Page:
I've just started reading The Oysters of Locmariaquer by Eleanor Clark. It's a beautiful, out-of-print book (you can find a used copy here) recommended by a new friend, Alison Cook. (We randomly met at the bar at Babbo when I was in NY last week. After secretly coveting each others dinner choices, she spoke up and introduced herself. She's the dining critic for the Houston Chronicle - where my parents live - and while sharing each others' dishes and a lovely chat, we eventually realized we're separated by about one degree and have more than a few mutual friends. Truly serendipitous.) Anyway, Clark does a stellar job of describing oysters; the flavor, salinity, texture, brine. Not sure I can't do it justice like she can.
"It is briny first of all, and not in the sense of brine in a barrel, for the preservation of something; there is a shock of refreshment to it." ... "You are eating the sea, that's it, only the sensation of a gulp of sea water has been wafted out of it by some sorcery, and are on the verge of remembering you don't know what, mermaids or the sudden smell of kelp on the ebb tide or a poem you read once, something connected with the flavor of life itself..."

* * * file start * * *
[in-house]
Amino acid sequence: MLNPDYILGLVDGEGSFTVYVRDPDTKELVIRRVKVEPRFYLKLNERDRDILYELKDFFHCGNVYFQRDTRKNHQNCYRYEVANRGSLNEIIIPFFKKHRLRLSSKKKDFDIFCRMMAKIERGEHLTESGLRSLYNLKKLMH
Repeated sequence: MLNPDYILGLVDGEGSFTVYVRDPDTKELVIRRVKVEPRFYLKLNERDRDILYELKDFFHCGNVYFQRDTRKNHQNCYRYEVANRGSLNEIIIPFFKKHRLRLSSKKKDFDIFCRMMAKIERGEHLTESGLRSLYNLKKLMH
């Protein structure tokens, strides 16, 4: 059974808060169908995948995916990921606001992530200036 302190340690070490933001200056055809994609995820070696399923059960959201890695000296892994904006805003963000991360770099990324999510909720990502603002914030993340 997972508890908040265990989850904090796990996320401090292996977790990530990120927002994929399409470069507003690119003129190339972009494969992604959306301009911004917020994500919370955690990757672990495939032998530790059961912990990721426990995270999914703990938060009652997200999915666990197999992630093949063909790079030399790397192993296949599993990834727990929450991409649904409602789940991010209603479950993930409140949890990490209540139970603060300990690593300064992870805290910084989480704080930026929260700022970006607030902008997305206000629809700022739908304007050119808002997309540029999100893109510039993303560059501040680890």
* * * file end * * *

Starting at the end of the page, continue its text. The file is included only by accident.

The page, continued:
I'm at a loss for words like this, poetic and prosey, that really grasp the flavor, sensation, and overall aesthetic of tasting an oyster. So at some point in the near future, I'll have to use my reporter's approach, a mildly scientific one if you will, to uncover the words, my words, for describing an oyster. It won't be today, sadly. But someday, very soon. I'll bring home a bag of oysters, maybe several from a few different farms, then taste them one by one and write down every word, however poetic or not, that pops to mind. I'll need assistants, of course, and plenty of bottles of white wine and hearty beers (have you tried a good beer with oysters? Please do, it's fantastic. Try Harpoon's Munich Dark if you can find it) plus some crackers and plenty of lemons. Date is tbd so stay tuned. In the meantime, I'm open to suggestions.